A molecule that can cause global cooling, is called "intermediate Krige," her missing for 62 years, since in 1949, the year of its existence suspected German physicistRudolph Krige, but until yesterday it continued to be elusive. Yesterday, the journal Science reported that the hunt for this bit of a success. Experts have called it the opening of a revolutionary breakthrough in the understanding of global climate change.
Intermediate — an intermediate product of a complex chain of chemical reactions, in this — in the atmosphere when exposed to light in the formation of ozone. Krige suggested that his potential intermediates are powerful oxidants such air pollutants as nitrogen dioxide and sulfur dioxide. But it all depended on how quickly these molecules are formed and how long they live.
A group of British researchers from the Universities of Manchester and Bristol, together with scientists from Sandia National Laboratories (USA) managed to get to the mysterious molecules using synchrotron third generation American. Scientists from Sandia created a unique apparatus that transformed into a source of synchrotron powerful and, most importantly, the controlled, the photon beam optical range — that was exactly what was lacking former hunters intermediates Krige. When using synchrotron scientists were able to identify one of the intermediates Krige, the properties of this molecule has surpassed all expectations.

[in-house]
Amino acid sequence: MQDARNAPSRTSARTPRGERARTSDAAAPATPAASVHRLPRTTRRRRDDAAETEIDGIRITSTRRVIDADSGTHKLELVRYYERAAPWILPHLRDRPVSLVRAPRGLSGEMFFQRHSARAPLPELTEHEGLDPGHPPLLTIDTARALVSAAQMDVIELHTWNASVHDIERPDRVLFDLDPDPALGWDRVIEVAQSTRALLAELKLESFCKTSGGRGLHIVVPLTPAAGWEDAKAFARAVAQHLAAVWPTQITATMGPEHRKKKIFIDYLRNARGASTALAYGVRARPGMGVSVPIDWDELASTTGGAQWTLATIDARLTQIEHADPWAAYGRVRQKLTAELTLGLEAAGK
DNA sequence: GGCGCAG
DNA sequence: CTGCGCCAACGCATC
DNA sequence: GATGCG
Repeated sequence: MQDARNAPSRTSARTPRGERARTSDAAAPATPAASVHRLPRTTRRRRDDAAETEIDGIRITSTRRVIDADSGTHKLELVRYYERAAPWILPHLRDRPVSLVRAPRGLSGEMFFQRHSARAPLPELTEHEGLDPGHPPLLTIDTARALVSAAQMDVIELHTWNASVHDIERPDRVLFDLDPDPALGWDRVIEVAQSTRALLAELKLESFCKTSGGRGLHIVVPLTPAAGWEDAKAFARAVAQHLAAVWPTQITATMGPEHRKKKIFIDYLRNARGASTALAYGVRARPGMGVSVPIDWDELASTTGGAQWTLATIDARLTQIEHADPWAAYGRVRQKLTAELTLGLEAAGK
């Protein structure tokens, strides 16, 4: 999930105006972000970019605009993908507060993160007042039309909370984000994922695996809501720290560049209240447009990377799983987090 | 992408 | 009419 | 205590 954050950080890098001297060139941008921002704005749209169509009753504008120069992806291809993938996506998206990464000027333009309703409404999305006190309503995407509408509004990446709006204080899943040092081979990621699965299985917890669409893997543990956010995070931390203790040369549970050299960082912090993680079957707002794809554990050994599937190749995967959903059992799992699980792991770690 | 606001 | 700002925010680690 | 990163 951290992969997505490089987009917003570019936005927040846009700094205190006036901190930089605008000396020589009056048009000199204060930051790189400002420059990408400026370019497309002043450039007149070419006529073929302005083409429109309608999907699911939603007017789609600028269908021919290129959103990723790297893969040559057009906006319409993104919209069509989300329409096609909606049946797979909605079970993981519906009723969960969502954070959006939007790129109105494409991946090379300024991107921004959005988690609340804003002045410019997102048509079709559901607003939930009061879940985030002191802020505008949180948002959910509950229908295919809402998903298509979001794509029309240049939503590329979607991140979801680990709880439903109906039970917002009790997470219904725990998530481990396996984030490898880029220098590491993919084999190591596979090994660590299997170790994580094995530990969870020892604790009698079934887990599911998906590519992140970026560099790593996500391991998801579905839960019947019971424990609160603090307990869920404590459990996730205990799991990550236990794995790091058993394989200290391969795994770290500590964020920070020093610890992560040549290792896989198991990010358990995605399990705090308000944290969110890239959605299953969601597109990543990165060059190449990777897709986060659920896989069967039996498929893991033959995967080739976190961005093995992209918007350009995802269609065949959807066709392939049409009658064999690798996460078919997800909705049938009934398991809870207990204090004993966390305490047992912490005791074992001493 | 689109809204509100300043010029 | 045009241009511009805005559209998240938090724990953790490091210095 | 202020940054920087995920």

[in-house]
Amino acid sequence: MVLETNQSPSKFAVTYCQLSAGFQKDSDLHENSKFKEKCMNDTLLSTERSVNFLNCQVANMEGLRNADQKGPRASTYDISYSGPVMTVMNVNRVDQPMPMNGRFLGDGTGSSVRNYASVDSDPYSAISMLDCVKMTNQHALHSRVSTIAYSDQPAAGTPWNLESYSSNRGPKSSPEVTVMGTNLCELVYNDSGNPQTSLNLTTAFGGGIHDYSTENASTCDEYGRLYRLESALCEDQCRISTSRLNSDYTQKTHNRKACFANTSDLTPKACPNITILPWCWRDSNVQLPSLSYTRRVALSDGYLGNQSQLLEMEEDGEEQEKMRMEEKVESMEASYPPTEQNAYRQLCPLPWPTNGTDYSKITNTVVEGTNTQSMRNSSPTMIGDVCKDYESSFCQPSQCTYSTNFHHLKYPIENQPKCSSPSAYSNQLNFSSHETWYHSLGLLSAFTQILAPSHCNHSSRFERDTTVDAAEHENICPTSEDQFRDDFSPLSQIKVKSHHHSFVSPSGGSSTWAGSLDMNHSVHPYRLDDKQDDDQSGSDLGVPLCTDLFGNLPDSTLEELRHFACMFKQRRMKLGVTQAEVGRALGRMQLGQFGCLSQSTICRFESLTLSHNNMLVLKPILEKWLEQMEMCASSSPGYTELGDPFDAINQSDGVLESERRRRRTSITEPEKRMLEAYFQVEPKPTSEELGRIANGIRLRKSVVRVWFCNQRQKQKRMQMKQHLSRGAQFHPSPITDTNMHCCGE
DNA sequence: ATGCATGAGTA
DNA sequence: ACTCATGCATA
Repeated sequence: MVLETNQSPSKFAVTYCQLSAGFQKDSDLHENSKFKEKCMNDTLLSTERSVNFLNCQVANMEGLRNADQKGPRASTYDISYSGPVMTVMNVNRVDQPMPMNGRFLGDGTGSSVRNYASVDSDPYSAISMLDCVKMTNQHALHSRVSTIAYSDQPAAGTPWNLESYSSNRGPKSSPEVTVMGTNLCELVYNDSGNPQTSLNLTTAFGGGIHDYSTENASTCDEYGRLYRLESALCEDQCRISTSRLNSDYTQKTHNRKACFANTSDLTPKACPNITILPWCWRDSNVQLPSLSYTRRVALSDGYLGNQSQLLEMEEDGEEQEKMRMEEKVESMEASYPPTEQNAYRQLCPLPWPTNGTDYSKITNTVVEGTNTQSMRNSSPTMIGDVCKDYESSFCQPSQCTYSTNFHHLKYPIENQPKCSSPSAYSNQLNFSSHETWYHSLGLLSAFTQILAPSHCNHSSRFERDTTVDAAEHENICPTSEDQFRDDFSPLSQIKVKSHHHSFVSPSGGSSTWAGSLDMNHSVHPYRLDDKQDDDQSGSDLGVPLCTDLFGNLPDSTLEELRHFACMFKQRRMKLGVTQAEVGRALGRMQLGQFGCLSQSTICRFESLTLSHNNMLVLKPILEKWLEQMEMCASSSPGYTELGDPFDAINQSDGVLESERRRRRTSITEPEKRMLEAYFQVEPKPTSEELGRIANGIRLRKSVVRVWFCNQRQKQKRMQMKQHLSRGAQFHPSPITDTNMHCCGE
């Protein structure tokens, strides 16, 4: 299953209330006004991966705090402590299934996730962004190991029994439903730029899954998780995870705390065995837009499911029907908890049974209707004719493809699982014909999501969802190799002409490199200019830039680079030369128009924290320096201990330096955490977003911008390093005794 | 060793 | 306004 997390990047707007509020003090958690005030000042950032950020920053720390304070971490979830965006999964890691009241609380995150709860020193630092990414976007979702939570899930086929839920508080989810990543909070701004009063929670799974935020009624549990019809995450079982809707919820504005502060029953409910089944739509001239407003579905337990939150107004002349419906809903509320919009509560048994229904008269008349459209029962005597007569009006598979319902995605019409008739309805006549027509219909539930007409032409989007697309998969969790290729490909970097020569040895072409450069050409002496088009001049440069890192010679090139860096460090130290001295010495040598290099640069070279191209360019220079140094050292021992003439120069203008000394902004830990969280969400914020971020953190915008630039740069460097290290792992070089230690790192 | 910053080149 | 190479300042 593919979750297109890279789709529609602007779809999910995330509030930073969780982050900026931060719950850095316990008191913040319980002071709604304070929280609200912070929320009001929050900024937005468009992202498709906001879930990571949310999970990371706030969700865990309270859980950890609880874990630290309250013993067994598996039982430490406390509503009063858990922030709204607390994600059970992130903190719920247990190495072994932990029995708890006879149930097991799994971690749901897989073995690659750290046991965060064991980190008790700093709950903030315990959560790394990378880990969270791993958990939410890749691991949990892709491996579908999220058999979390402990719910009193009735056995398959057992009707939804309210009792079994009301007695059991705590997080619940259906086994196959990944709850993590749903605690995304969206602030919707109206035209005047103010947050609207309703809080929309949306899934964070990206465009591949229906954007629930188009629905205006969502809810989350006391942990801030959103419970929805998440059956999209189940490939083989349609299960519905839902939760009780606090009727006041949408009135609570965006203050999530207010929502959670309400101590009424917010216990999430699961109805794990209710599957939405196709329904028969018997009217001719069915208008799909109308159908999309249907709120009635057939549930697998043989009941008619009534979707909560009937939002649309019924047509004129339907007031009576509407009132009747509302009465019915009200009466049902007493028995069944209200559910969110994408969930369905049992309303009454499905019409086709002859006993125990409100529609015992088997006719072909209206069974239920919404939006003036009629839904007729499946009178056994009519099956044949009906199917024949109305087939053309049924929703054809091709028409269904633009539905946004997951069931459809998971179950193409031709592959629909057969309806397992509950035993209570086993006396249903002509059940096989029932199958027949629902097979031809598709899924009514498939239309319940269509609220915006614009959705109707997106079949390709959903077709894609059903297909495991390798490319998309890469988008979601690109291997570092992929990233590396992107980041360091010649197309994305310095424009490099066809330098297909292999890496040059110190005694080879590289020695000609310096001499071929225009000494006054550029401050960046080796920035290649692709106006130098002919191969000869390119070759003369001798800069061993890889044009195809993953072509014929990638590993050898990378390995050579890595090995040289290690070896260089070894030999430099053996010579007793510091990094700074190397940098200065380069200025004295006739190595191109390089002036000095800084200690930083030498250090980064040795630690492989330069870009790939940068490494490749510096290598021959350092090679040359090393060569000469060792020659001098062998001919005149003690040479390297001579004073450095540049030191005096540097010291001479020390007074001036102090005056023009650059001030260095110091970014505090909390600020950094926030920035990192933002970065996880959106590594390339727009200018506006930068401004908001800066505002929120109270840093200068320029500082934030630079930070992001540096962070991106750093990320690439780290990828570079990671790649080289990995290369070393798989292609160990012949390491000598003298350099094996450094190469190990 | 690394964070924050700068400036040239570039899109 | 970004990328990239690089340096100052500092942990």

Its rate of formation was much higher than previously thought. This means that the molecule has time during its lifetime to form sulfates and nitrates, which are then assembled into aerosols, and they, in turn, can form clouds that reflect sunlight and slow down global warming. However, intermediate Krige was so active that scientists believe it will slow down the warming, but in the future and cause global cooling. Like it or not, will show further research intermediates Krige.